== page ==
Frequently Asked Questions About Peripheral Arterial Disease (PAD)

Q. If the patient has blood clots in his or her legs can they still have an ABI done?

A. If the patient has a note from his or her physician stating that they have no clots in
their legs currently, then we can do the study.  Otherwise, we cannot.

Q. If the patient has had a mastectomy can they have an ABI done?
A. Yes.  We take the pressure in the other arm and use that to formulate a ratio.  When a
patient has had breast surgery, usually lymph nodes under the arm are removed as well.  
Compression of the lymph system of the arm can lead to painful swelling for a long time.

Q. What does it mean if the arteries do not compress?

A. This is most commonly seen in diabetics.  However, it may happen in others.  
Non-compressibility is due to vascular disease of the walls of the vessels.  Therefore, the
patient receives an abnormal reading.

Q. If the patient already knows they have coronary artery (heart) disease, should
they still have the ABI study?
A. Yes.  This is a very good reason to have the test done.  The correlation between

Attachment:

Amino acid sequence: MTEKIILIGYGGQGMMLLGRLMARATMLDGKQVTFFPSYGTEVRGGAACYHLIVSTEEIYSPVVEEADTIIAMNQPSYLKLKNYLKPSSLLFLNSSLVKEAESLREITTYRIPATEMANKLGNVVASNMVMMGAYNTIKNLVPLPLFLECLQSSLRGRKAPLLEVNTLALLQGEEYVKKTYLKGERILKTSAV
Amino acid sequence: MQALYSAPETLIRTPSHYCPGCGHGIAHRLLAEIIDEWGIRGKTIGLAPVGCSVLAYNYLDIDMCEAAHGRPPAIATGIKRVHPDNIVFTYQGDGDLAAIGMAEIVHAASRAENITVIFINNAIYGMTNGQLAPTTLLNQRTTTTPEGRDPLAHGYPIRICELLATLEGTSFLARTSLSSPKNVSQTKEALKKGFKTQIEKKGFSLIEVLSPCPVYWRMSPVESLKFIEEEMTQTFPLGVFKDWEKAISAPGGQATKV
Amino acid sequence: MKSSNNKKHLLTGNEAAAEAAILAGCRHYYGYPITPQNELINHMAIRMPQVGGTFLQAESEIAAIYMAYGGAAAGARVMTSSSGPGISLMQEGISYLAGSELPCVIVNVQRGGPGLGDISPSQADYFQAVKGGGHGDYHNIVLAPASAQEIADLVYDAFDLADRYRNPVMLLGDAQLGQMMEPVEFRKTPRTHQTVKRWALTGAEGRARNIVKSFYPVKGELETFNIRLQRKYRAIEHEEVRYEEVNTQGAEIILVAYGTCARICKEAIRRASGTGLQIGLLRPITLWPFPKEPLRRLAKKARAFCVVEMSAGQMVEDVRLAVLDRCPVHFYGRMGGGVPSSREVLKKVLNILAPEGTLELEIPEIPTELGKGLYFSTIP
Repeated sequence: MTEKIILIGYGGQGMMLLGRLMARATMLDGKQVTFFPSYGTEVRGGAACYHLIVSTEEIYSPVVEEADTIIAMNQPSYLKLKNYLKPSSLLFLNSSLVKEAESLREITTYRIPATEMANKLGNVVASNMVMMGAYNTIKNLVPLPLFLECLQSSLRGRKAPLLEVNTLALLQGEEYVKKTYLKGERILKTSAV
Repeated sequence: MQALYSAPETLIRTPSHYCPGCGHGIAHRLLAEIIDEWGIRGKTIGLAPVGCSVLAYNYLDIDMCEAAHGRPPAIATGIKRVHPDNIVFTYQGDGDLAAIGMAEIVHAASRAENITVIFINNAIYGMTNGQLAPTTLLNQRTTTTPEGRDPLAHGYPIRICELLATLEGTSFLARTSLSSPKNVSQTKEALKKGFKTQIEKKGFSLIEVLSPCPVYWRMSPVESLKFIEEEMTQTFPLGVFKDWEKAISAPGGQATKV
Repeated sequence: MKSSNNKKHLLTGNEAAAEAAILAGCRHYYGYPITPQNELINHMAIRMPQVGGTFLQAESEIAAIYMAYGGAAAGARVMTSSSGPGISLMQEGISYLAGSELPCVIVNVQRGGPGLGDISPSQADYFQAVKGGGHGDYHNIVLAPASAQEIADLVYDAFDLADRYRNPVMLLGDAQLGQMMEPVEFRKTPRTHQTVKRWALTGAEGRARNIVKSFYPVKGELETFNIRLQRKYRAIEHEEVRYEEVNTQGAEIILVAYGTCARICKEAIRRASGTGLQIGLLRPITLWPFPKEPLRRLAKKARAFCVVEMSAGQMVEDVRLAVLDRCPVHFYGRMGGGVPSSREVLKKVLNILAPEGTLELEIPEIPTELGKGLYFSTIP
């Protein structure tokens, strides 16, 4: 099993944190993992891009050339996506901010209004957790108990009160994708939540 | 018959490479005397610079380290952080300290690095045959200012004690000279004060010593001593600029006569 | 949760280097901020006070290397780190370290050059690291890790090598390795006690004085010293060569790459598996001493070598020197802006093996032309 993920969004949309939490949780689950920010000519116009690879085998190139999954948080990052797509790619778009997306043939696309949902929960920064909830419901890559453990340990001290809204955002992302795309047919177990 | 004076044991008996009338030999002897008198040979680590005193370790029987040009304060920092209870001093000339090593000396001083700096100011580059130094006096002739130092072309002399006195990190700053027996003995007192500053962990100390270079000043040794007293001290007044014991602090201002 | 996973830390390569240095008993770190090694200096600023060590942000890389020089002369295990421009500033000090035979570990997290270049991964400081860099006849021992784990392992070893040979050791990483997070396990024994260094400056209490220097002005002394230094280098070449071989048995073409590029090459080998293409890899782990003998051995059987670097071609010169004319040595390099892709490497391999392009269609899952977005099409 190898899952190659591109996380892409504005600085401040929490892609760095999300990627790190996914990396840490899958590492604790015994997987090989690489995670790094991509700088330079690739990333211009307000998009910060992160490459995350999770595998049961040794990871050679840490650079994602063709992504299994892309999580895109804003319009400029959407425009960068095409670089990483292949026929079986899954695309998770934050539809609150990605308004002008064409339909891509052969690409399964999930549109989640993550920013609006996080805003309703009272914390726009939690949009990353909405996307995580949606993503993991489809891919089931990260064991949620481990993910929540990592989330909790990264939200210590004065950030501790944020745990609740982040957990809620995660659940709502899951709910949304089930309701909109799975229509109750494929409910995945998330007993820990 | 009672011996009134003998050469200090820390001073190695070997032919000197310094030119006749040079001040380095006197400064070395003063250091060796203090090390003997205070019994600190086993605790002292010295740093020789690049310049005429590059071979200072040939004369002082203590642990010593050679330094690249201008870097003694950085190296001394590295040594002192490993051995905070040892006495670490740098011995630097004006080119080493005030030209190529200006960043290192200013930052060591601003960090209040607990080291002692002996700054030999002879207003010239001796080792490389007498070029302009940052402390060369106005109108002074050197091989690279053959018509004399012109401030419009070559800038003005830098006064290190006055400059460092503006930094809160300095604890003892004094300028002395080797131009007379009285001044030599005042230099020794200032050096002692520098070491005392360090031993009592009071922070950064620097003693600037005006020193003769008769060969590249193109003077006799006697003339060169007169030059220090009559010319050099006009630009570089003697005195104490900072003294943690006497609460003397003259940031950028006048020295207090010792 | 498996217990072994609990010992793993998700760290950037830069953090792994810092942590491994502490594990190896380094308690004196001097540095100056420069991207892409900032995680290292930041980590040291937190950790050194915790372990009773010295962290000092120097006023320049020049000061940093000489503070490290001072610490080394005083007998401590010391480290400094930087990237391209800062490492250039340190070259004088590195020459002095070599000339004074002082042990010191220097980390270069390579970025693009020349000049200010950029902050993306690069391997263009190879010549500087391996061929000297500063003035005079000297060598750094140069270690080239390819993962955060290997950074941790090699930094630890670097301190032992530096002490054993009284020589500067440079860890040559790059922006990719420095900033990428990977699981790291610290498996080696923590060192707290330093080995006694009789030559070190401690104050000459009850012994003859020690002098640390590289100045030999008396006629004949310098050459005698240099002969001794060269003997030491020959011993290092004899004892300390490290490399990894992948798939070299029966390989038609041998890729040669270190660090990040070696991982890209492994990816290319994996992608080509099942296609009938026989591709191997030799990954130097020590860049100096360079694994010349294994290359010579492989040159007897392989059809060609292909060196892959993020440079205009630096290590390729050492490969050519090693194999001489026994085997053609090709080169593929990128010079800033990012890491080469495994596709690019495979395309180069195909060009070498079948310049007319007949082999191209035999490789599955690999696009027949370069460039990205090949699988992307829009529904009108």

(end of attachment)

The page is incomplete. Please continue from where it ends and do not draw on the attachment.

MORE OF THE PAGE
coronary arteries goes both ways.  People who have an abnormal ABI are 3-5 times more
likely to have coronary artery disease.  People who have heart disease are at higher risk
for peripheral arterial disease as well.

Q. Does a lower ratio (.32) mean more severe arterial disease than a higher (.75)
abnormal ratio?

A. Yes.  The lower the ratio the more severe the arterial disease.

Q. Can we tell if there is a problem with venous disease (deep venous thrombosis,
phlebitis, varicose veins) with the ABI?

A. Absolutely not.  The ABI is for peripheral arterial disease only.  We do not do venous
FAQs: Peripheral Arterial Disease (PAD)
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